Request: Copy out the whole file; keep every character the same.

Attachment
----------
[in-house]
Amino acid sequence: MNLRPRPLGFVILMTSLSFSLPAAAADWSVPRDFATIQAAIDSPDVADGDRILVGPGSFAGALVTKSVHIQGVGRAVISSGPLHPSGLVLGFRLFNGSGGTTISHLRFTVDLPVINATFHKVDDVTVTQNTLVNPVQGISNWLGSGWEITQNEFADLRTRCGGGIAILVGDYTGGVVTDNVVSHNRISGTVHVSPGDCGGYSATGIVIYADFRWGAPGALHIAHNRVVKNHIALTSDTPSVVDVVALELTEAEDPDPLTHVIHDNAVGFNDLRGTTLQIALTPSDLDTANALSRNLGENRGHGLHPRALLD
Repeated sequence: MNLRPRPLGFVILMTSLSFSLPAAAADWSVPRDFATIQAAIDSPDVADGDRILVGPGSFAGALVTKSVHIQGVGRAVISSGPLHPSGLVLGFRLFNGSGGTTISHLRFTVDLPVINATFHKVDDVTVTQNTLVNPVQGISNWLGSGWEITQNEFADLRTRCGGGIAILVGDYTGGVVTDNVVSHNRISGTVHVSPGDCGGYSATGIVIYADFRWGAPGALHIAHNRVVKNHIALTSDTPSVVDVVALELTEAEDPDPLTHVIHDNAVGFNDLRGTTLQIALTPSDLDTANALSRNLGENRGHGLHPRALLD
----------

[in-house]
Amino acid sequence: MNLRPRPLGFVILMTSLSFSLPAAAADWSVPRDFATIQAAIDSPDVADGDRILVGPGSFAGALVTKSVHIQGVGRAVISSGPLHPSGLVLGFRLFNGSGGTTISHLRFTVDLPVINATFHKVDDVTVTQNTLVNPVQGISNWLGSGWEITQNEFADLRTRCGGGIAILVGDYTGGVVTDNVVSHNRISGTVHVSPGDCGGYSATGIVIYADFRWGAPGALHIAHNRVVKNHIALTSDTPSVVDVVALELTEAEDPDPLTHVIHDNAVGFNDLRGTTLQIALTPSDLDTANALSRNLGENRGHGLHPRALLD
Repeated sequence: MNLRPRPLGFVILMTSLSFSLPAAAADWSVPRDFATIQAAIDSPDVADGDRILVGPGSFAGALVTKSVHIQGVGRAVISSGPLHPSGLVLGFRLFNGSGGTTISHLRFTVDLPVINATFHKVDDVTVTQNTLVNPVQGISNWLGSGWEITQNEFADLRTRCGGGIAILVGDYTGGVVTDNVVSHNRISGTVHVSPGDCGGYSATGIVIYADFRWGAPGALHIAHNRVVKNHIALTSDTPSVVDVVALELTEAEDPDPLTHVIHDNAVGFNDLRGTTLQIALTPSDLDTANALSRNLGENRGHGLHPRALLD